At the Sycamore and Main Street transit center in west Mesa, commuters using the park-and-ride lot exit their vehicles and then walk toward the buses and trains - right past a perfectly good parking lot.
No cars are allowed there, and no explanation is given why.
|A vacant portion of the parking lot at the Sycamore Park-and-Ride lot in Mesa is shown on Wednesday, July 15, 2009. (Thomas Boggan, Tribune)|
But the property's broker said the reason can be found at the intersection of a changing Valley and a bad economy.
According to Charlotte Christian, a senior vice president with Colliers International, the parking lot adjacent to Main is part of a six-acre parcel for sale. Soon, she hopes, a buyer will come along with interest in taking advantage of a property located so close to a light-rail station.
"It has had interest for mixed-use development; retail on bottom and then some residential above it," Christian said.
In fact, she added, the attention paid to the land by developers nearly paid off, until financial reality hit.
"We had it in escrow twice, but because of the financial markets last fall the people who were interested in it have walked away for the time being," Christian said. "But we still think it's a good opportunity for someone when the market gets better."
Christian is banking on a turn toward a more urban style of living, with greater residential density and less emphasis on cars.
In 2007, she co-wrote an article for a publication specializing in commercial leasing news. "With the existing infrastructure in city cores, redeveloping and incorporating mixed uses and urban town centers is smart growth," Christian said.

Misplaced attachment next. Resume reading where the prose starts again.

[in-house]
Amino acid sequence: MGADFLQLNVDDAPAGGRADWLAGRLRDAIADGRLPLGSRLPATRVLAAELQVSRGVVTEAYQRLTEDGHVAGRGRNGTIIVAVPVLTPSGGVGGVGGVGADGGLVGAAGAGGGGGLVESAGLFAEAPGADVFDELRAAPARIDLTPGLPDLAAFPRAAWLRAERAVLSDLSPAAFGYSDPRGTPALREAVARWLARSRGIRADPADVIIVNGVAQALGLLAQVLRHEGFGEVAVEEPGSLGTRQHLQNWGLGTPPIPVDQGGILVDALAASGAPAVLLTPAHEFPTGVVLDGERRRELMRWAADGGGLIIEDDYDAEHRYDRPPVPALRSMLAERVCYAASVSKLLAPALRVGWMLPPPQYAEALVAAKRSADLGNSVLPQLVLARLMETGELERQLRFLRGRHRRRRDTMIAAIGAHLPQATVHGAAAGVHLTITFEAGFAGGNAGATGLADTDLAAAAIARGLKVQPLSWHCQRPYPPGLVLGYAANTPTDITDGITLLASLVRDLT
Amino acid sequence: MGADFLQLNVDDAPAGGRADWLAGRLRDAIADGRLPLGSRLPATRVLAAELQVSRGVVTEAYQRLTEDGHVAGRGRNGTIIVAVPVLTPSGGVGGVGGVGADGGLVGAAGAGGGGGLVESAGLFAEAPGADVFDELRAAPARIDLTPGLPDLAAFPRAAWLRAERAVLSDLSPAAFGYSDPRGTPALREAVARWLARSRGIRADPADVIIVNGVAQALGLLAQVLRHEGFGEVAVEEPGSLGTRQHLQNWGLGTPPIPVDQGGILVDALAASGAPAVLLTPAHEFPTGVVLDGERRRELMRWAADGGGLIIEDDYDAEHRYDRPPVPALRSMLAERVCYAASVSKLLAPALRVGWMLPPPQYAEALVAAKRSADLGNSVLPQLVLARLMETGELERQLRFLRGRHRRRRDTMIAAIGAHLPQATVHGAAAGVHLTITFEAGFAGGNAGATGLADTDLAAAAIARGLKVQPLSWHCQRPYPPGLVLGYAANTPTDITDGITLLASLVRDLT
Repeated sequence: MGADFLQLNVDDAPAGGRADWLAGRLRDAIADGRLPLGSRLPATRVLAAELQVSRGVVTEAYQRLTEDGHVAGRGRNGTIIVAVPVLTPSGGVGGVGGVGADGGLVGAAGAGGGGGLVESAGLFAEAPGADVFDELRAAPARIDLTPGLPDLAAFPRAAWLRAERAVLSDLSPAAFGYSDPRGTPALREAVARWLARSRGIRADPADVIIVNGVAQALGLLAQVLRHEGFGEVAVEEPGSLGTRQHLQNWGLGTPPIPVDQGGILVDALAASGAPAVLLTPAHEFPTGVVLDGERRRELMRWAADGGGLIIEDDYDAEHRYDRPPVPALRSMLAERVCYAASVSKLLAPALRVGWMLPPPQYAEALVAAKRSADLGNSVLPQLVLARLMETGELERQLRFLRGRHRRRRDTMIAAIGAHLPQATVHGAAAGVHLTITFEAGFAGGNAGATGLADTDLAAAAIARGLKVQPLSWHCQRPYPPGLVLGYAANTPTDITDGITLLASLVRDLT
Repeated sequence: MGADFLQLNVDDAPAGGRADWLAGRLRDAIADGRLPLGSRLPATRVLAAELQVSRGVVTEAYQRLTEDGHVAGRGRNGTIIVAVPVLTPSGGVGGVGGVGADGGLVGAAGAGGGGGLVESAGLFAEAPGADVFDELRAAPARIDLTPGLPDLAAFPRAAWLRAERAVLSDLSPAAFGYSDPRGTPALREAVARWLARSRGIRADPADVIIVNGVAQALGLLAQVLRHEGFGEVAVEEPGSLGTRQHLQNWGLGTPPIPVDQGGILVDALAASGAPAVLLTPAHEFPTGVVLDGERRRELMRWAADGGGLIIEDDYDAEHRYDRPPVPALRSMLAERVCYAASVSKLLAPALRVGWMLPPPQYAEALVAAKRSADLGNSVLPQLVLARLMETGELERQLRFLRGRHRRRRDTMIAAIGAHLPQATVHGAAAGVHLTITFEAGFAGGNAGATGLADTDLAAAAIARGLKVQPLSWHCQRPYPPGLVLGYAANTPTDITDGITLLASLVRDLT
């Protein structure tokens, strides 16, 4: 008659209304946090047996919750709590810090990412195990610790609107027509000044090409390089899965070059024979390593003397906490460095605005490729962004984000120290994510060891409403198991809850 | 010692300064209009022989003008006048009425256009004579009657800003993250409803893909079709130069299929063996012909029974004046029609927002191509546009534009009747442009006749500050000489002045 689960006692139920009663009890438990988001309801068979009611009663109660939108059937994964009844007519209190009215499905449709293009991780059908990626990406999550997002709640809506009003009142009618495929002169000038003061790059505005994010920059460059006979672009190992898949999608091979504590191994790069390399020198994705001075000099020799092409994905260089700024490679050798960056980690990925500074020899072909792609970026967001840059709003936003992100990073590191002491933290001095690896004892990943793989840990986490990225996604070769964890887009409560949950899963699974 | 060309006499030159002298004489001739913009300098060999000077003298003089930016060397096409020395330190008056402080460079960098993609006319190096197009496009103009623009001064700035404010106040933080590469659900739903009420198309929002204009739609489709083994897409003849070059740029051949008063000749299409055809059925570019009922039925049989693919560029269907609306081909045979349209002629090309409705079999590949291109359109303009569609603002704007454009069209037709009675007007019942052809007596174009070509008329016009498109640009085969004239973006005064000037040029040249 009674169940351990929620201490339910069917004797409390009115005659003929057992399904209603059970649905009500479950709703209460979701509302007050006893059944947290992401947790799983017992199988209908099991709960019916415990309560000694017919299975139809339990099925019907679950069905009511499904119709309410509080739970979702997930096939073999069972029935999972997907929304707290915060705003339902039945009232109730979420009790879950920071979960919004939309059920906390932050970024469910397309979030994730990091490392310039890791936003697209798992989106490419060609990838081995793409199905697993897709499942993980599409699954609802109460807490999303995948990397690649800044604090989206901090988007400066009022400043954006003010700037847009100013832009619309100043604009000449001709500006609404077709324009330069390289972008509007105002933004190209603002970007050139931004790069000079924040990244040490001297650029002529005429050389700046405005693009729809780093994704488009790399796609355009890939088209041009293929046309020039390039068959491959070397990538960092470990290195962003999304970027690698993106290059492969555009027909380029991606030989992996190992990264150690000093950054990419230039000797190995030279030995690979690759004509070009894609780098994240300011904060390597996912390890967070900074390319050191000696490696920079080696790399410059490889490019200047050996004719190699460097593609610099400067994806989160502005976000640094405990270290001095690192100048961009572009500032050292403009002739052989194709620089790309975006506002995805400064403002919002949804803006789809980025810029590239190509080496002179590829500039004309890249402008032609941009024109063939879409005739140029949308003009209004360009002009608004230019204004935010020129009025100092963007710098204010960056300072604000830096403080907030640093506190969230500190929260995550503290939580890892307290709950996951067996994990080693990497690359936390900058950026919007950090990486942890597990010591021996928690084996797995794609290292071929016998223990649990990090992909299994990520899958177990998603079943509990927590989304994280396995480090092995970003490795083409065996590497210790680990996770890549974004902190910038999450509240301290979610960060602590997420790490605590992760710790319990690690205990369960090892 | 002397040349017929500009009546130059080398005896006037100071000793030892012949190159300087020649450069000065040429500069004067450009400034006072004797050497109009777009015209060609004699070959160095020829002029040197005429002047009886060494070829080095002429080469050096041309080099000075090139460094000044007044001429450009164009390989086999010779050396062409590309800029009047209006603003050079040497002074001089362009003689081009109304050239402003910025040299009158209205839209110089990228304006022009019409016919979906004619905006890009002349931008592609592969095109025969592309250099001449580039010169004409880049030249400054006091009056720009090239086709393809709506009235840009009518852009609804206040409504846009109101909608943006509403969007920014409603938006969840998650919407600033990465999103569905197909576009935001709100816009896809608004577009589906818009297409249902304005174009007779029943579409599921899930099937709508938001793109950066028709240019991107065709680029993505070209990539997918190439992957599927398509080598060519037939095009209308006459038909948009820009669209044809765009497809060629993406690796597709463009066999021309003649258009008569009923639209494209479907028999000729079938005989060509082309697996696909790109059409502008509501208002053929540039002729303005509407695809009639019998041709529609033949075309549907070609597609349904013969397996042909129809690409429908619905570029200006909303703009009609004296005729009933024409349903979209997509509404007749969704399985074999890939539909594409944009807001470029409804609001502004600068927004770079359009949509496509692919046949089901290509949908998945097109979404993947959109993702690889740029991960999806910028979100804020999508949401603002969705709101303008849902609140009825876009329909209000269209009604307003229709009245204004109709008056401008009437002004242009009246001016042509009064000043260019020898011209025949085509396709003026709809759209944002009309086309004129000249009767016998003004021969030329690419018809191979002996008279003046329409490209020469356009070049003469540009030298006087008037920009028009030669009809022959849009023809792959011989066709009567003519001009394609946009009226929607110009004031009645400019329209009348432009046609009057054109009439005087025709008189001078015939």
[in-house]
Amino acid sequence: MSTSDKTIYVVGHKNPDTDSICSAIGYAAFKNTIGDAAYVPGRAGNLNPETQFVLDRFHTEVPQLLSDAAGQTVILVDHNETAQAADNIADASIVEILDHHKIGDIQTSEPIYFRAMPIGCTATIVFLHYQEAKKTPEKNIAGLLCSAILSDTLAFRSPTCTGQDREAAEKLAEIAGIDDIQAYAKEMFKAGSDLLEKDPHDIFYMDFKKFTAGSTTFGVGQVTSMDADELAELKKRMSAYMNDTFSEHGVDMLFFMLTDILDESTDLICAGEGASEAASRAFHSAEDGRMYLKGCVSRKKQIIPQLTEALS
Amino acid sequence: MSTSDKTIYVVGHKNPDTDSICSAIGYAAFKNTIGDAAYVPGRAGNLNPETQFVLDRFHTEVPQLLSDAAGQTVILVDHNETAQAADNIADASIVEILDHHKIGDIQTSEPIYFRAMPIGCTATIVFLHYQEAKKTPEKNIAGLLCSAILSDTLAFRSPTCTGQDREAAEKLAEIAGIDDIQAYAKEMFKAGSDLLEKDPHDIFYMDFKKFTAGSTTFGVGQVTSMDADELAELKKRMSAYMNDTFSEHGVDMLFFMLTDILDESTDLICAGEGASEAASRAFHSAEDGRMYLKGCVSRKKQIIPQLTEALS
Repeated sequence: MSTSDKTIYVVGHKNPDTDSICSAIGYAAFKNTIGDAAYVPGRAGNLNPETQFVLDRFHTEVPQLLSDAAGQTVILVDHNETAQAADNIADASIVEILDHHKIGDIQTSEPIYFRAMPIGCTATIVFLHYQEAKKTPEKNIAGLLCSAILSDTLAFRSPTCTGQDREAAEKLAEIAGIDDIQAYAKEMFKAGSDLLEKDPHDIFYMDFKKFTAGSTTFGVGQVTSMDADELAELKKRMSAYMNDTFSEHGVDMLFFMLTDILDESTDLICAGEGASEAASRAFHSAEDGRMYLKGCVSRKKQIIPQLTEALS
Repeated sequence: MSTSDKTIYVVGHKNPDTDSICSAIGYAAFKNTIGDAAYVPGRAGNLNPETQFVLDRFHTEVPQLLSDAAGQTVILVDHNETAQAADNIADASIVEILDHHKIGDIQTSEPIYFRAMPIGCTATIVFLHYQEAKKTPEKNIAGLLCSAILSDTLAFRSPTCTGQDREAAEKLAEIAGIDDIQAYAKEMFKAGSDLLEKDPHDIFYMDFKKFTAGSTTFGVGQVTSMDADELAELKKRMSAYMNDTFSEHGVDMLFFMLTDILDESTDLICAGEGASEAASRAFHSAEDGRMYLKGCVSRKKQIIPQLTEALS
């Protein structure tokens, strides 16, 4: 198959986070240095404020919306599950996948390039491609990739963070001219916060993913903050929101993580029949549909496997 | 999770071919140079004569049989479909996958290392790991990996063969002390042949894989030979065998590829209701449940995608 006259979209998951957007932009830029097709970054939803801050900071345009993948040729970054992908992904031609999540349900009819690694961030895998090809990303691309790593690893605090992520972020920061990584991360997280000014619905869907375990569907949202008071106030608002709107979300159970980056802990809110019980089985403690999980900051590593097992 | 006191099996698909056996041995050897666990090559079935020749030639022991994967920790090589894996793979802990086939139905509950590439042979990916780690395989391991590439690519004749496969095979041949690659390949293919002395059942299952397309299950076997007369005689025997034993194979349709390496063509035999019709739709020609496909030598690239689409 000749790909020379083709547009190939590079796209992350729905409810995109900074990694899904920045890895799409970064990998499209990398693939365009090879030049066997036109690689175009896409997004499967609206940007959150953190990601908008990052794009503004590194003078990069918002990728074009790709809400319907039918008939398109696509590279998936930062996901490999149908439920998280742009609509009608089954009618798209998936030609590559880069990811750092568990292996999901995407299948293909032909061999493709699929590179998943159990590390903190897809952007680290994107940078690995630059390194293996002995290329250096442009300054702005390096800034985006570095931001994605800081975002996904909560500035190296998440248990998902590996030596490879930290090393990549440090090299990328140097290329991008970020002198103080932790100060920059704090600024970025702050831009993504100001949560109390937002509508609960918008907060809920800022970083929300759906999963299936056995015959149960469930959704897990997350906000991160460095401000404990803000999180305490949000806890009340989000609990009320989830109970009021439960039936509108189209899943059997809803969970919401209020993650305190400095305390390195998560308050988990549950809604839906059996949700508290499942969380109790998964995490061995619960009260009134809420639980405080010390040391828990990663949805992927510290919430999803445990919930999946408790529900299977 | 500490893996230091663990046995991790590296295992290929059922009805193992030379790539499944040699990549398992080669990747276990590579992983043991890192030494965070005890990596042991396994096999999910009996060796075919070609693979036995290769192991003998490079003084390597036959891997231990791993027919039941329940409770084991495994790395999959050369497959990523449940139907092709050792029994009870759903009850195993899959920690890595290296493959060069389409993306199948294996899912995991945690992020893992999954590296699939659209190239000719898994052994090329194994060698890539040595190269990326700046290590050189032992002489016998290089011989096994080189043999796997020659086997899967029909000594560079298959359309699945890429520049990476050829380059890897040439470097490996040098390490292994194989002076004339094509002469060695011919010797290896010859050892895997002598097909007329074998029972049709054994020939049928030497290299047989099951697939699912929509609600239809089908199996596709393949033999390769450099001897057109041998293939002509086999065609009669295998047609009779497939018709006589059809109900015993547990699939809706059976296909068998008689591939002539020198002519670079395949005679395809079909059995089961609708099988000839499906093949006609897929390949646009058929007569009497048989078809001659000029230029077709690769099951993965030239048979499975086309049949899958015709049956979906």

Mesa Councilman Dennis Kavanaugh noted transit-oriented development can be found on the south side of Main.
On one corner, in a former Albertsons store, the upscale Hispanic market Mi Pueblo Supermercado has set up shop and is scheduled to open next month. And on the southwest corner is the Asian-themed Mekong Plaza. But Kavanaugh acknowledged more development isn't likely until the economy turns around.
There's property available, but the big key for everyone is financing," Kavanaugh said Tuesday. "The rules are all different from what they were a year ago."
This is one of two properties near the park-and-ride lot up for sale; the other, also six acres, is off Dobson Road, north of the nearby Tri-City Pavilions shopping center.
But until the economy turns around, why not allow people to park there?
Greg Greenstein, representing property owner JG Management of Westlake Village, Calif., said the lot wasn't designed to handle the traffic created by the Metro light-rail line's most popular station.
"It's not in our best interest," Greenstein said. "We're not set up to have that done."
Also, Metro spokeswoman Hillary Foose said the parking lot isn't needed, not with 800 spaces already available. Before the system opened, Foose said, transportation officials looked for pre-existing lots along the line that could be pressed into service.
"However, what we've found is that park-and-ride lot capacities are sufficient," Foose said.